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Image map should be restricted to desktop screen resolutions
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Description

Mobile devices cannot render image maps. Image maps require exact pixels widths which cause havoc on mobile phones.

May I suggest that an image map when rendered is also tied to a fallback set of links to the pages it links to and is only revealed at a certain threshold (768px correspond with most tablet sizes)?
Suggested code below:

imagemap {
display: none;
}

@media all and (min-width: 768px) {
imagemap { display: block; }
  imagemap .fallback {
    display: none;
  }
}

Event Timeline

Jdlrobson raised the priority of this task from to Needs Triage.
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Jdlrobson added projects: ImageMap, Mobile.
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This will hide the image map on all browsers which are too old to understand responsive media rules.

Anyway, given that image maps are typically used for navigation, is it a good idea to hide them on mobile? Surely, having to scroll the screen would be less broken than not being able to find the links at all...

IMO it would make more sense to use Javascript to make the maps responsive.

Correct @Tgr this is the basis of mobile first development and completely why it should be done the way i am suggesting.

"The absence of support for media queries is in fact the first media query." -Bryan Rieger

As long as the content is still accessible it is irrelevant if the imagemap does not display in an older browser. The important thing is making content accessible not how it is presented. People should upgrade if they can.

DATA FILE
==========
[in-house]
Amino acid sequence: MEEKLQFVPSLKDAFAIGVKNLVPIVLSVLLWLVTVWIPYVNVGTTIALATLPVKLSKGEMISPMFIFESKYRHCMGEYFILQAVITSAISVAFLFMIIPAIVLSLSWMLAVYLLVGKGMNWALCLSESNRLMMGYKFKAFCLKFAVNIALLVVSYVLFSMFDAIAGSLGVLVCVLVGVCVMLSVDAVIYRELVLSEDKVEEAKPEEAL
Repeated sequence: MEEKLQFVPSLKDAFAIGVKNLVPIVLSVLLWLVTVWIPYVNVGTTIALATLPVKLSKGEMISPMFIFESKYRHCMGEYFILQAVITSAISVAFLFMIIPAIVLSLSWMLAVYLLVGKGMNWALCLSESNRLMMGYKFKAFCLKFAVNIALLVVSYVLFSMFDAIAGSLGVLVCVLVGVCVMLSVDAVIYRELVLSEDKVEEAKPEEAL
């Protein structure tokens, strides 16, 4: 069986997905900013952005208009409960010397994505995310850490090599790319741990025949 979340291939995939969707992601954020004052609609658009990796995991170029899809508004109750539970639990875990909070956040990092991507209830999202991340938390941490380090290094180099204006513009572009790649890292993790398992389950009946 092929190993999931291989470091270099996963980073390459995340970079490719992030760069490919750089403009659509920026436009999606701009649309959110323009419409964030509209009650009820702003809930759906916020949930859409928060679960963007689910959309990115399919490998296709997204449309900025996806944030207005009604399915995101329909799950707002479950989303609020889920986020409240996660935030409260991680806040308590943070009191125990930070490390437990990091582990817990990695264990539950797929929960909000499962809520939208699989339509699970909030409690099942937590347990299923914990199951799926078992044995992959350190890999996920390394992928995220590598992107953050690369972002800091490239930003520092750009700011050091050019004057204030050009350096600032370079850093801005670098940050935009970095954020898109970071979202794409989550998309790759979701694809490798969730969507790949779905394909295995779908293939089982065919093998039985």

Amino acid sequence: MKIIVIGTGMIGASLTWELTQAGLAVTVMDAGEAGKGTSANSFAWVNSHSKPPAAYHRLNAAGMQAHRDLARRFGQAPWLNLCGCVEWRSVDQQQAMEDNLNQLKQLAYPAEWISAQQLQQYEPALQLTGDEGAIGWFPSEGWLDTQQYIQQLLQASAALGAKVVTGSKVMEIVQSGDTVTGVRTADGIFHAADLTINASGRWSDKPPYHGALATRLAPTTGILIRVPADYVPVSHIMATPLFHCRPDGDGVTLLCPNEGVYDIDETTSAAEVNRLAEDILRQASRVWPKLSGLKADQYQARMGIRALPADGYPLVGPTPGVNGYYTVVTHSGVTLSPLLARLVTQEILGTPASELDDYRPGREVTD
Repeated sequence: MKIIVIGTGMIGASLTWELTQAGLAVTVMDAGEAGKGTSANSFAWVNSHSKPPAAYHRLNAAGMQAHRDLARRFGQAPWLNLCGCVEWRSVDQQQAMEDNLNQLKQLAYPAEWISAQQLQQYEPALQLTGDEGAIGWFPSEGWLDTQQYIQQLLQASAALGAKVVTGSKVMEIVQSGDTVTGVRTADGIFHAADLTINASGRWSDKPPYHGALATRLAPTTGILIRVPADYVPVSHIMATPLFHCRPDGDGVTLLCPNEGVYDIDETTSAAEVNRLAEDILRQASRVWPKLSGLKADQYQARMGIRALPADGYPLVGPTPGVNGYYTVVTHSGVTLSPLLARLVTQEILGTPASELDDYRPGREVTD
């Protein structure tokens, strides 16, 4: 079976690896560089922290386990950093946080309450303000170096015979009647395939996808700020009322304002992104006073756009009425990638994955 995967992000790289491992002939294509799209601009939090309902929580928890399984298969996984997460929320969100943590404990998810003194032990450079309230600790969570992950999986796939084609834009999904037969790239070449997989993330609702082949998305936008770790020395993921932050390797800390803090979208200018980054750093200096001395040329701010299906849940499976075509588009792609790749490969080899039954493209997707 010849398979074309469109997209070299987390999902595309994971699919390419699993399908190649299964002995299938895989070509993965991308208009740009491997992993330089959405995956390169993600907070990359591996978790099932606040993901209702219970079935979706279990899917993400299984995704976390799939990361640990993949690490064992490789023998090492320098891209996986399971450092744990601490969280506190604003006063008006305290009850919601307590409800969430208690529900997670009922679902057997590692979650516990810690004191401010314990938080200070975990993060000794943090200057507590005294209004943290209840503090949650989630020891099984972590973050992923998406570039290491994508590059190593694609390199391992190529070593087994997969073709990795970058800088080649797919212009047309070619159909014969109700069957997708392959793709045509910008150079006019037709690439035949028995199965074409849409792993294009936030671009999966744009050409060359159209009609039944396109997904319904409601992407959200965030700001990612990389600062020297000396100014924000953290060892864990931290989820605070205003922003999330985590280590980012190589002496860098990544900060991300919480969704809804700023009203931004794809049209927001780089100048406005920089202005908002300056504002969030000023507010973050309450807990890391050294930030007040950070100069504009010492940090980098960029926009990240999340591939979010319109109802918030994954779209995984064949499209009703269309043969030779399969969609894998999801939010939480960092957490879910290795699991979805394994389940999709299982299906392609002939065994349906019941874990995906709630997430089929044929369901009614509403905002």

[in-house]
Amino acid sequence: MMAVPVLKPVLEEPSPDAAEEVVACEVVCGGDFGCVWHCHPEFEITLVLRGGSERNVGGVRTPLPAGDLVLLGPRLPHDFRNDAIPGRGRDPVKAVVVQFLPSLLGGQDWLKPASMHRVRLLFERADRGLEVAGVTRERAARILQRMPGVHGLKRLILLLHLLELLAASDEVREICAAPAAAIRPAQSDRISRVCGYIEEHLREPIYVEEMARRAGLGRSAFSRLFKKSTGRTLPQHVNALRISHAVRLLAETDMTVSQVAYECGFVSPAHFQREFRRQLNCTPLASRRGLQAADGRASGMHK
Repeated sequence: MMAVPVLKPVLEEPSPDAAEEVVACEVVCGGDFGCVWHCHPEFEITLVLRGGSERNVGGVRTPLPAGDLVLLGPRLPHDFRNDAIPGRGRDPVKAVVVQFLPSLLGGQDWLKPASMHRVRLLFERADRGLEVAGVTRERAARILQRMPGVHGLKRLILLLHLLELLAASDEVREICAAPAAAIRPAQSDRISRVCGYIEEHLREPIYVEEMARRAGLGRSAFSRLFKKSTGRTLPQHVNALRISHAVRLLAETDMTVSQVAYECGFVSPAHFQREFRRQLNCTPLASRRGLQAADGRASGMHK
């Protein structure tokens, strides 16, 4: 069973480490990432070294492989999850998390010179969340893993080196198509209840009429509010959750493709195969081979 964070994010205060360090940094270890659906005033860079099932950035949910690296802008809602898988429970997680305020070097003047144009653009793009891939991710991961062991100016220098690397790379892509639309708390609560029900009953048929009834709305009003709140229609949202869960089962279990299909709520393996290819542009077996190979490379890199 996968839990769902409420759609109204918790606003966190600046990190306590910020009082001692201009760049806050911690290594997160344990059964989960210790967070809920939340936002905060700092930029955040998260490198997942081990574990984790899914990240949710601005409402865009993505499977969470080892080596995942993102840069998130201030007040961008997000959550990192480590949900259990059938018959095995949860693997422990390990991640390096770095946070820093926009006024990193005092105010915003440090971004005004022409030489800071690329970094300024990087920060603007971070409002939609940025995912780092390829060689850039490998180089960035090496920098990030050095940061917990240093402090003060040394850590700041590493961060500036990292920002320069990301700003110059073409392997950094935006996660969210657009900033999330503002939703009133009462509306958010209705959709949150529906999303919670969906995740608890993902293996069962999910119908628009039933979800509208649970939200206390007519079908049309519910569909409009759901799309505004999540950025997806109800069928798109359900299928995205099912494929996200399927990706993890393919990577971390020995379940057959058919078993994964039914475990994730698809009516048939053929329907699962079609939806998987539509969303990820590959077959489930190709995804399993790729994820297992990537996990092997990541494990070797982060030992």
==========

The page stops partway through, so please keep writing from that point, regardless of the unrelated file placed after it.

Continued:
Most desktop browsers upgrade these days and are more modern. The same cannot be said for mobile. Many mobile devices do not run javascript or are blacklisted by our code.

Media queries are available since IE 9 so essentially older IE browsers would be effected by such a change and these if so desired can use conditional CSS if so desired (although IMO not worth the effort).

I'm skeptical though that a set of links is a meaningful fallback for e.g. something like this.

I wonder if the extension shouldn't be just changed to use a normal image and transparent overlays instead of an <imagemap> element. That would make using responsive CSS possible. It wouldn't work with poly/circle of course, but I would expect those are rarely used.

Agreed. It's not the best fallback but right now the experience is broken so it's better than that :)

Ideally this should be redone using SVGs on the long term but right now I'm just interested in rectifying the short term - that it's severely broken.

@Tgr I'm in the office today if you want to grab a coffee and brainstorm some ideas and a strategy to feedback to this thread.